Proposal: Computer Science (Non-Programming)

I don't know how Computer Science ended up under Professional, but it clearly belongs to the Science category.

  • 1
    Care to elaborate why is it so clear? One can argue (as I do) that computer science is an applied science, i.e. engineering, which is not the same, as fundamental theoretical science. While there is plenty of theory in computer science (ethics, security, data structures, etc.) it is still focused on practical implementation.
    – theUg
    May 26, 2012 at 15:10
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    @theUg Computer science is science, like it says on the tin. Applied science is still science. There are both theoretical and applied aspects to computer science, like physics, biology and the other sciences. Don't confuse science with engineering: the engineering side of computer science is mainly programming, but this is not what the computer science site is about. May 26, 2012 at 16:02

2 Answers 2


I agree with Gilles.

From Wikipedia:

  • Computer Science is the scientific and mathematical approach to computation...
  • A computer scientist is a scientist who specialises in the theory of computation and the design of computers.

Rather than continue pulling quotes from Wikipedia, let me summarize from my own experience in CS. (Granted that was 10 years ago...)

| Theory      || Computer    | Physics     |
| (science)   || Science     |             |
+-------------++-------------+----------- -+
| Practice    || Computer    | Electrical  |
|             || Programming | Engineering |
| Design      || Software    | Electronic  |
|             || Design      | Engineering |
| Development || Software    |             |
|             || Development |             |
|             |+-------------+-------------+
|             ||   Computer Engineering    |
|             ||                           |

I'm sure I got the hardware side of things wrong, if someone more familiar with the hardware side wants to comment, I'll edit the table.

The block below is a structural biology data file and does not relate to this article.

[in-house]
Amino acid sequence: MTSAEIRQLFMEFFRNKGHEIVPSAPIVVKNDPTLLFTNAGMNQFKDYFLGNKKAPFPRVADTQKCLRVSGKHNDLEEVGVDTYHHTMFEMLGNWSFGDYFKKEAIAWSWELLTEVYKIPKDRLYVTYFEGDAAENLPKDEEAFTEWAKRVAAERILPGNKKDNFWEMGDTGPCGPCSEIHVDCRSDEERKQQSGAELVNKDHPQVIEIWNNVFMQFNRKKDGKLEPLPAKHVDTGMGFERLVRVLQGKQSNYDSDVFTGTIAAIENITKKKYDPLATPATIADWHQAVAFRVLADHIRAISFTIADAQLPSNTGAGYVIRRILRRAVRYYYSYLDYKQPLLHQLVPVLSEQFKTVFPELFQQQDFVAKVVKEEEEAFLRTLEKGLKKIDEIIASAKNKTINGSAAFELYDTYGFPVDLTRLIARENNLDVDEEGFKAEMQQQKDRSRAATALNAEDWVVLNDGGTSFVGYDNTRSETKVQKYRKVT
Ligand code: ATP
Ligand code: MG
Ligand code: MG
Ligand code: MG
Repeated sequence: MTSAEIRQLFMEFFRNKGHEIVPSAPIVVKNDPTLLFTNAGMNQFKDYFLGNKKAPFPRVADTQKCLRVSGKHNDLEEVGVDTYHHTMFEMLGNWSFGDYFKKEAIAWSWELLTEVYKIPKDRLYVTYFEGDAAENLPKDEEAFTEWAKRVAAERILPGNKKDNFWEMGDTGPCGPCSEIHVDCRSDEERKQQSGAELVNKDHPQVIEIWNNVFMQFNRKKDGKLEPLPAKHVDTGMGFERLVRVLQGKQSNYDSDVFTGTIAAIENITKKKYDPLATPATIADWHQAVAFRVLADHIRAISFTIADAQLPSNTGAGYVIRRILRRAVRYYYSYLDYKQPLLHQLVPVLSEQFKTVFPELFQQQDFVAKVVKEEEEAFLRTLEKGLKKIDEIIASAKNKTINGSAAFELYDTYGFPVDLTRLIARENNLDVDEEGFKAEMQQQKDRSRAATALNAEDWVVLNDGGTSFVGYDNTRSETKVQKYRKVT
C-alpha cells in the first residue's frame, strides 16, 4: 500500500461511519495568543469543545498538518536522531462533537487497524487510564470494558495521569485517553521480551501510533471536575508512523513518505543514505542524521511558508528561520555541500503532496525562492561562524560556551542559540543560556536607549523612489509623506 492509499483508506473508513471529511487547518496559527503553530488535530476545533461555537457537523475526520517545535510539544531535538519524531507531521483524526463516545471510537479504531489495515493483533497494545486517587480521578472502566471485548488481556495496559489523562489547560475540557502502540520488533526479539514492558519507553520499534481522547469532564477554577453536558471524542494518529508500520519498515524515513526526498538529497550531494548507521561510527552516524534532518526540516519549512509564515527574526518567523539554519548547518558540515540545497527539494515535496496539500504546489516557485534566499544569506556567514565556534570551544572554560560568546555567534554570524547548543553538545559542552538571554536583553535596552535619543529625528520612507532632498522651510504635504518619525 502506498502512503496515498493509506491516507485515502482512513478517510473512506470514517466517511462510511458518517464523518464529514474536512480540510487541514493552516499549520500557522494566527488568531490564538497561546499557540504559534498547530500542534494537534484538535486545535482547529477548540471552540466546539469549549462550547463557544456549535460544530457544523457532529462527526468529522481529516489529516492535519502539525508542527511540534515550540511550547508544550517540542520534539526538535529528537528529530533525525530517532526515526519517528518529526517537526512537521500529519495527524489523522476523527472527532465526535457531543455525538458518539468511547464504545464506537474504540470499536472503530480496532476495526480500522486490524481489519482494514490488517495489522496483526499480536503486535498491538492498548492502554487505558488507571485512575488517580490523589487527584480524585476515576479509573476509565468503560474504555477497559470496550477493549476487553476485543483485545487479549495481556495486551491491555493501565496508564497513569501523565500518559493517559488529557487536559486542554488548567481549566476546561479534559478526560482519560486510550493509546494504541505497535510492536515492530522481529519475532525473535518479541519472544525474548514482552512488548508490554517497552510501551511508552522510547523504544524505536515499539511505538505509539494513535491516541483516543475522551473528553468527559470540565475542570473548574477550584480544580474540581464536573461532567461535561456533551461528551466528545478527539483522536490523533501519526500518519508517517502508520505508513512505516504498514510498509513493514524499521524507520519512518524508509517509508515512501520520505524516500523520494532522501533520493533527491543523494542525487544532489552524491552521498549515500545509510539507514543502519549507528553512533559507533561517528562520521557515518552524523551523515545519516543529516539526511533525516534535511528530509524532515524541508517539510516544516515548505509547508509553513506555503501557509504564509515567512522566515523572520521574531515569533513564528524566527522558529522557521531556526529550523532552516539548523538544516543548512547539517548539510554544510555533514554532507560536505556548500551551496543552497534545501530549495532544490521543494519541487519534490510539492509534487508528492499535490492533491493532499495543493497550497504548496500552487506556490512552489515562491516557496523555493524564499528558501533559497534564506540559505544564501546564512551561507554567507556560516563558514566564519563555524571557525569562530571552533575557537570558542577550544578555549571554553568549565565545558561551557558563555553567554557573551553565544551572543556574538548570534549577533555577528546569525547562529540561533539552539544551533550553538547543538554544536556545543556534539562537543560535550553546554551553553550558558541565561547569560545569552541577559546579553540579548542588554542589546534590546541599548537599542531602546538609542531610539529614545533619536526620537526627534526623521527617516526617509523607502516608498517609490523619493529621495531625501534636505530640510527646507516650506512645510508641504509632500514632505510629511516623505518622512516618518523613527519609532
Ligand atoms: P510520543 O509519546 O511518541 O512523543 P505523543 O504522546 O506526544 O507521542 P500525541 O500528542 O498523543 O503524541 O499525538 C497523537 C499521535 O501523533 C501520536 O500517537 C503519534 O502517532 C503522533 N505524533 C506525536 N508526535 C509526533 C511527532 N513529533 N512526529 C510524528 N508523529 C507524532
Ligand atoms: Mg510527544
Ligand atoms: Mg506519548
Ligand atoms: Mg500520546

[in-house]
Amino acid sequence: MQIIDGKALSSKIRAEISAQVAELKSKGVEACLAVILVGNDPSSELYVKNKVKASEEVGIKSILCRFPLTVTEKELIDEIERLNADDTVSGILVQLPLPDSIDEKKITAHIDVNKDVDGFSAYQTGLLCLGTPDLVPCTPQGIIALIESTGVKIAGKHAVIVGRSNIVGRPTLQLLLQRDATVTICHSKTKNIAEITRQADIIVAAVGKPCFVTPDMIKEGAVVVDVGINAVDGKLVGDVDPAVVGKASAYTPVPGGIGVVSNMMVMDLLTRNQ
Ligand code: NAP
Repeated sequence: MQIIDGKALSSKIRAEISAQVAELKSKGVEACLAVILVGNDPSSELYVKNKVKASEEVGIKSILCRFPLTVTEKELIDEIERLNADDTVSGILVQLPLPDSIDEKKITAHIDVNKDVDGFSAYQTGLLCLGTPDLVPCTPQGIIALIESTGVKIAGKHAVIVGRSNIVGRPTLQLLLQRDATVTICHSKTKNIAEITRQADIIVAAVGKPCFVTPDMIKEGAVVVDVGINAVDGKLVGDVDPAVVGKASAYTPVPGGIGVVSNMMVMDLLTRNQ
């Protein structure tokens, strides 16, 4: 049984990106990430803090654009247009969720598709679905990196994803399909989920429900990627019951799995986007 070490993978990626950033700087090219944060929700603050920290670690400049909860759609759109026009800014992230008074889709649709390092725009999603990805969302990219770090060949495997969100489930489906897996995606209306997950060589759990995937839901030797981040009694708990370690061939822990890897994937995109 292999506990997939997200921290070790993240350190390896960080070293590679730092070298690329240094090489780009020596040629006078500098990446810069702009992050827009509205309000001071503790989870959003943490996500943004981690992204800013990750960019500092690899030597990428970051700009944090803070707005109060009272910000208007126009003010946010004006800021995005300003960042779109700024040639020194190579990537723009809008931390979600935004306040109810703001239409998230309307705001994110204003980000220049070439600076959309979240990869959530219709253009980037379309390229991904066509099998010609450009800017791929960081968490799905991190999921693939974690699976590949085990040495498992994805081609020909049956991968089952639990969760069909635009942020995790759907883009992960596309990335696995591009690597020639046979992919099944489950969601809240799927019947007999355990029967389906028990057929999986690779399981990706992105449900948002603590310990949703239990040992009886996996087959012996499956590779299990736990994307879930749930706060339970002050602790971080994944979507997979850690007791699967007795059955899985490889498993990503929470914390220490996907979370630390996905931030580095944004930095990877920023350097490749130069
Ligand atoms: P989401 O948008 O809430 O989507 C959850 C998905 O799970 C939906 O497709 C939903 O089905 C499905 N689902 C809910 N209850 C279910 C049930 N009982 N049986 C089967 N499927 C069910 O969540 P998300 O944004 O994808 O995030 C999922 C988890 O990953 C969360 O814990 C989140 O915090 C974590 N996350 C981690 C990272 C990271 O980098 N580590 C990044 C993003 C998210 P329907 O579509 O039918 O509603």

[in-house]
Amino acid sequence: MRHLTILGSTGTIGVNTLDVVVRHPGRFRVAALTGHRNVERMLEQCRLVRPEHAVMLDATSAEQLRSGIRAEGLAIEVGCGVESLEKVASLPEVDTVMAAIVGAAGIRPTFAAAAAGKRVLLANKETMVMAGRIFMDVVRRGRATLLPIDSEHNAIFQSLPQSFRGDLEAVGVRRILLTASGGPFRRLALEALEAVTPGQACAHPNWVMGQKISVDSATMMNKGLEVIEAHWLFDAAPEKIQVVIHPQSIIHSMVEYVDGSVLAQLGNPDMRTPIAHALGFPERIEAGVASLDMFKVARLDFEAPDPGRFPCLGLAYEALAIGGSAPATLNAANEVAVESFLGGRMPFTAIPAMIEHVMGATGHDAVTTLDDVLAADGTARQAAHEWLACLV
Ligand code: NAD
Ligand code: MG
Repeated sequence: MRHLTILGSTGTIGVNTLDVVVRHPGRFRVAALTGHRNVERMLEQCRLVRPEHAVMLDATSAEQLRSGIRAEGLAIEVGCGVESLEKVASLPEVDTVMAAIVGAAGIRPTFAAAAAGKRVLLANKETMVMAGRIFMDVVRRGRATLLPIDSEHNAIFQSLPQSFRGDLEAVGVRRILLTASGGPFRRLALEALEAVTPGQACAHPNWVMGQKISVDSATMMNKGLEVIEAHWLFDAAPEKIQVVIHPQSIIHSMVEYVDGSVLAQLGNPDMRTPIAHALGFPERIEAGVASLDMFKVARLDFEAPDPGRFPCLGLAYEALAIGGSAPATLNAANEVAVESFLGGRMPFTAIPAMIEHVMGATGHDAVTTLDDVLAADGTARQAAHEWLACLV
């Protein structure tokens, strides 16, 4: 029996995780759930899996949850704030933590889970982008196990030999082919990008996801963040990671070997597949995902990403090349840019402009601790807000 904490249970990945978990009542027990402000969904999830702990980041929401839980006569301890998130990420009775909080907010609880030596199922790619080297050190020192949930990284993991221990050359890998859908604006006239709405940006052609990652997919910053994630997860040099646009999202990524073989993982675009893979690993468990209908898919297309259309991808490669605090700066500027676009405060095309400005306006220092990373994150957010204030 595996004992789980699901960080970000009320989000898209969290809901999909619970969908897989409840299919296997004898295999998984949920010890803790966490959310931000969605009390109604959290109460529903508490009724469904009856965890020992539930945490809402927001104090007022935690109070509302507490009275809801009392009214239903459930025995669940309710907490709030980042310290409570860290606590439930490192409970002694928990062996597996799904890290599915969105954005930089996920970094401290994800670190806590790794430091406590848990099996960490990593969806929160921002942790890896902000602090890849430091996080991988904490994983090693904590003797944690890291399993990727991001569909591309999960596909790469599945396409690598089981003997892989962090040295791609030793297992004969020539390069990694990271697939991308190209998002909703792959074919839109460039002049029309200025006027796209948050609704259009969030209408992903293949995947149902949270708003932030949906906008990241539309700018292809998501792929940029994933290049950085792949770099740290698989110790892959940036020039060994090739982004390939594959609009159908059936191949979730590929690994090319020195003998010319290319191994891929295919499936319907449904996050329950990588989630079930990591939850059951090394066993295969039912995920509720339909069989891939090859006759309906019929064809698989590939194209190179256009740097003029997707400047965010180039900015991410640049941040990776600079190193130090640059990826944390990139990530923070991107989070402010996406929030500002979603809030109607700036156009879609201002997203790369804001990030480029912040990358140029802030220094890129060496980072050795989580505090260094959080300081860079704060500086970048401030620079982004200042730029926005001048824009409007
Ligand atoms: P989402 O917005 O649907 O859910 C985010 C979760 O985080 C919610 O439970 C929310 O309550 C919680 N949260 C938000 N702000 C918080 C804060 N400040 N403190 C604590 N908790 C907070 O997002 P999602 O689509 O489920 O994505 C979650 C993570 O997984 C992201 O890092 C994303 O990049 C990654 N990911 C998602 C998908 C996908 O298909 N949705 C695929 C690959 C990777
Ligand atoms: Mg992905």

The table can be thought to be arranged roughly from Theoretical to Applied. The term Professional stems from Profession and is tied to the application of a discipline, hence further down the table.

Computer Science actually used to be a field in mathematics. In the stereotypical Math -> Physics -> Engineering spectrum, CS is closer to Math (theory, proofs, developing tools) than Engineering (application, using the tools to design/construct/accomplish things in the real world). CS is more about theorems, proofs, and designing programming languages than it is about writing software.


Some would classify computer science as engineering or technology. In academia, it is generally taught out of the engineering college. In contrast, math and sciences are taught out of the college of liberal arts and sciences. Not sure who owns electricity, but I think unless we look at physics, electrical engineering may be doing work in both applications and theory.

In a first day lecture for an Applied Cryptography class, one of my Computer Science professors started a relevant philosophical discussion. He observed that:

Sciences have names like:

  • Astronomy
  • Biology
  • Botany
  • Chemistry
  • Physics
  • Zoology

Some areas of study called might not be:

  • Political science
  • Social science
  • Computer Science

Naturally, the subject of his class started with the word "applied", but there were still proofs in class and on the exams.

Some like D.L. Parnas, who did foundational work that led to object oriented methodology, said that the software part of computer science is actually engineering. Others claim computer science as a science, qualifying it as "mathematical science" or asserting that even though it studies man-made objects, it is still science. A reference and commentary to other references from computer science luminaries like Dijkstra and others by Peter Denning can be found in Is Computer Science Science? Denning's conclusion was:

Computer science meets every criterion for being a science, but it has a self-inflicted credibility problem.

Denning asserts that experiments were not previously a rigorous part of validating findings about computer science, but seven years ago he said things were and would continue to improve. I know the professor I mentioned earlier was methodical and published proofs. He created and analyzed a distributed operating systems to validate his research for articles published in IEEE Computer. He certainly seemed credible in expressing a concern about our community's approach to things.

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    He's missing another explanation, which is that newer concepts don't have words yet. There wasn't enough computer science before computers to warrant a word. This is also a very parochial argument: there are other languages than English. Aug 23, 2012 at 12:00
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    OK, but grant me the point that simply calling something a science does not make it one. I have beefed up the answer with a reference that calls us to action to make what we do more like science by validating through experiment, and refers to expert opinions and published work pro and con about the question. Sep 1, 2012 at 6:38

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